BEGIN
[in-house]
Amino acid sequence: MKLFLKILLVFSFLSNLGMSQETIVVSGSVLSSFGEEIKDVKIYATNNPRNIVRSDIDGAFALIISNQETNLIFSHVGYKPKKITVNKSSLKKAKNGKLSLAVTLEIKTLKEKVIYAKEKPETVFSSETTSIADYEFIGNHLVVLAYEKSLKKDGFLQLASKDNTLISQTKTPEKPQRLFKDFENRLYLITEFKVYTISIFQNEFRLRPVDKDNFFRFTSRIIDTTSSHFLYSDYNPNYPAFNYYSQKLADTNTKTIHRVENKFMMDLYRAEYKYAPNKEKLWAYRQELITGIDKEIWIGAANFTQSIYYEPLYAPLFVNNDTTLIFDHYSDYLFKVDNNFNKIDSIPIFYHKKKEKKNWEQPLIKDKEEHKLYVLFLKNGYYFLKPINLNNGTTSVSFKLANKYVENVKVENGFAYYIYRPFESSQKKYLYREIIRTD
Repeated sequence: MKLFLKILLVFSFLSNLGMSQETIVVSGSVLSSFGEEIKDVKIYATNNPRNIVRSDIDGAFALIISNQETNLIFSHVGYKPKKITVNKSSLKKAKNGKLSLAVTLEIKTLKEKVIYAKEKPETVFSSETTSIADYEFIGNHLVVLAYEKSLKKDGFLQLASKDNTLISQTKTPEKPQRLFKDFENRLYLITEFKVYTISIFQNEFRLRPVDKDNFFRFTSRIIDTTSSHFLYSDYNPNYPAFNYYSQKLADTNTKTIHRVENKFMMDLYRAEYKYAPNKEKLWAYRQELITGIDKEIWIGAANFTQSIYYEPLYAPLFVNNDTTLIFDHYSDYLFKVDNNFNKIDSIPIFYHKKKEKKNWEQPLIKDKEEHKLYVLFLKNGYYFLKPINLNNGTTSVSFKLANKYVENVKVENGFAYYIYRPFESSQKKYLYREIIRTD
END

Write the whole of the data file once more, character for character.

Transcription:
[in-house]
Amino acid sequence: MKLFLKILLVFSFLSNLGMSQETIVVSGSVLSSFGEEIKDVKIYATNNPRNIVRSDIDGAFALIISNQETNLIFSHVGYKPKKITVNKSSLKKAKNGKLSLAVTLEIKTLKEKVIYAKEKPETVFSSETTSIADYEFIGNHLVVLAYEKSLKKDGFLQLASKDNTLISQTKTPEKPQRLFKDFENRLYLITEFKVYTISIFQNEFRLRPVDKDNFFRFTSRIIDTTSSHFLYSDYNPNYPAFNYYSQKLADTNTKTIHRVENKFMMDLYRAEYKYAPNKEKLWAYRQELITGIDKEIWIGAANFTQSIYYEPLYAPLFVNNDTTLIFDHYSDYLFKVDNNFNKIDSIPIFYHKKKEKKNWEQPLIKDKEEHKLYVLFLKNGYYFLKPINLNNGTTSVSFKLANKYVENVKVENGFAYYIYRPFESSQKKYLYREIIRTD
Repeated sequence: MKLFLKILLVFSFLSNLGMSQETIVVSGSVLSSFGEEIKDVKIYATNNPRNIVRSDIDGAFALIISNQETNLIFSHVGYKPKKITVNKSSLKKAKNGKLSLAVTLEIKTLKEKVIYAKEKPETVFSSETTSIADYEFIGNHLVVLAYEKSLKKDGFLQLASKDNTLISQTKTPEKPQRLFKDFENRLYLITEFKVYTISIFQNEFRLRPVDKDNFFRFTSRIIDTTSSHFLYSDYNPNYPAFNYYSQKLADTNTKTIHRVENKFMMDLYRAEYKYAPNKEKLWAYRQELITGIDKEIWIGAANFTQSIYYEPLYAPLFVNNDTTLIFDHYSDYLFKVDNNFNKIDSIPIFYHKKKEKKNWEQPLIKDKEEHKLYVLFLKNGYYFLKPINLNNGTTSVSFKLANKYVENVKVENGFAYYIYRPFESSQKKYLYREIIRTD